In the very near future,even the family pet can be cloned. But cloning humans is illegal - that is, until family man Adam Gibson arrives home from work to find a clone has replaced him. Taken from his family, Gibson must not only save himself, but the sinister events that engulf him...
Under the guidance of, say, David Cronenberg, The 6th Day might have been an existential sci-fi thriller that tries to smarten up its lean, lone-hero storyline with jibes at consumerism, capitalism and the odd little poke around in the political and philosophical implications of cloning. Unfortunately, Cronenberg didn't make it, leaving journeyman Roger Spottiswoode to make quite a fist of an intriguing premise.
Drawing a performance from Arnie that promises to redefine the current definition of wooden, Spottiswoode plays down the action in favour of misguided character development that culminates in the most lame buddy movie imaginable when man and clone finally meet. With Arnie at such a disadvantage, then, playing happy, concerned family man in a white-picket near-future suburb, you could be forgiven for expecting Spottiswoode to wrong-foot us with his villain - surely a holy terror to prey on Gibson's smalltown charm and naivety. But no. Like his lacklustre Bond flick Tomorrow Never Dies, The 6th Day also focuses on a sinister media baron, Drucker, whose Microsoft-style empire is a cover for the revolutionary and entirely illegal cloning lab at the centre of the whole intrigue. As Drucker, Goldwyn is a faceless non-entity, a far-too-subtle piece of casting to stand up against Arnie, whose apple-pie dad routine has rarely been cheesier.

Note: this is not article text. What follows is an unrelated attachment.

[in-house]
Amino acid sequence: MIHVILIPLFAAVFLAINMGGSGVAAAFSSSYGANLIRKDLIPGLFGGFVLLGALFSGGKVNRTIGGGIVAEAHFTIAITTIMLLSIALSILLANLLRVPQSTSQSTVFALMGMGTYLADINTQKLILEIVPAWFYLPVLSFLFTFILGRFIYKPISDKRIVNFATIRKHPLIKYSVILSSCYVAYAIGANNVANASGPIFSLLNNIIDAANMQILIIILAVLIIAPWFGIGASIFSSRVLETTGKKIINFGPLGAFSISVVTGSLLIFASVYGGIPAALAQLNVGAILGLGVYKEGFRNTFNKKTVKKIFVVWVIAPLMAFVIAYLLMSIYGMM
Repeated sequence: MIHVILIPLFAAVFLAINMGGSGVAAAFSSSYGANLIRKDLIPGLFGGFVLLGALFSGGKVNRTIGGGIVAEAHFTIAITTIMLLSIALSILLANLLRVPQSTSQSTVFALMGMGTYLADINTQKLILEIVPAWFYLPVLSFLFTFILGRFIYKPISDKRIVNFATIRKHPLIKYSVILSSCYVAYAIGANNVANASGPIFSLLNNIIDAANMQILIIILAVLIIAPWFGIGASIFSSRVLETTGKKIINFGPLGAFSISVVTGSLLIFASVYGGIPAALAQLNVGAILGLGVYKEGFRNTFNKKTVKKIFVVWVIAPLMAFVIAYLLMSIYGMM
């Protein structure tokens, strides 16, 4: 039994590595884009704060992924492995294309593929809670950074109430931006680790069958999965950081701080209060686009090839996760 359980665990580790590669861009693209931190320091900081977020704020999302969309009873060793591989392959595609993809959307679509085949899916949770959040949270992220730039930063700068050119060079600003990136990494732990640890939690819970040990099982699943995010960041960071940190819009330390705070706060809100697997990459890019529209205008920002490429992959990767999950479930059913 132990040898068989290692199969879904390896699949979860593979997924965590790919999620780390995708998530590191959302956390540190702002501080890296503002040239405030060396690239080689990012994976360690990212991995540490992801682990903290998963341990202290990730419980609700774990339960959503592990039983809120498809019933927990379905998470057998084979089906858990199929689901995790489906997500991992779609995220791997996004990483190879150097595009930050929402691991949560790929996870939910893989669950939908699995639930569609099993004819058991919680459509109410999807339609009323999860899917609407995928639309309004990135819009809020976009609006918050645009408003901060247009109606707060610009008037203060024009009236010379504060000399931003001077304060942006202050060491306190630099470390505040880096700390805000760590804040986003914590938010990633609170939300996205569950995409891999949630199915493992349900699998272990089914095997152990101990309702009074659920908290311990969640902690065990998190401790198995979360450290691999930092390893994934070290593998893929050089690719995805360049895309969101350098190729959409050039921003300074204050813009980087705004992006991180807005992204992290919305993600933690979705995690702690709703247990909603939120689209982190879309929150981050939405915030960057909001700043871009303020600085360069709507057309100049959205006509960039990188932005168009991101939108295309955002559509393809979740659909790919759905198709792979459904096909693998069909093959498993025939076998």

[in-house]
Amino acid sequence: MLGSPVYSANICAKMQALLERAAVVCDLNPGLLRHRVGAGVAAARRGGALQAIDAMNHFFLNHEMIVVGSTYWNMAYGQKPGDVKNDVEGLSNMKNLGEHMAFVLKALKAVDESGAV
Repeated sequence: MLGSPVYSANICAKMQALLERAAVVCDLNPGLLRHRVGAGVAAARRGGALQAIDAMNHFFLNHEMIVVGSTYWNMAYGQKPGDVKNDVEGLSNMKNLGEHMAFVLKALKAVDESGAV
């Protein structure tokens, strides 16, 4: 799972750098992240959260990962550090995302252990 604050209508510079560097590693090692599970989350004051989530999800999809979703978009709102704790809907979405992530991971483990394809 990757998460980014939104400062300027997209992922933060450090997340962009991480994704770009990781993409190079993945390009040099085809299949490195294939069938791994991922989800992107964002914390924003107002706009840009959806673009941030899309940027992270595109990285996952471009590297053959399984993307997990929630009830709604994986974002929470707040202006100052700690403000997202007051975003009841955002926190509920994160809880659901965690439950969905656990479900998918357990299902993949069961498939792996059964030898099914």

Sure, the film raises some interesting questions about cloning and its place in life and society, but this is an Arnie movie, for God's sake, not Panorama,and it's hard to see his usual crowd buying it. After the terrible End Of Days, and now this, forget cloning - here's something really shocking: Arnie could well be unstoppable, after all.
Subtlety has never been Arnie's strong point and action has never been Roger Spottiswoode's. Together, they bring us the worst of both worlds with a clumsy sci-fi thriller that's never as clever as it wants to be, and never as dumb as it ought to be.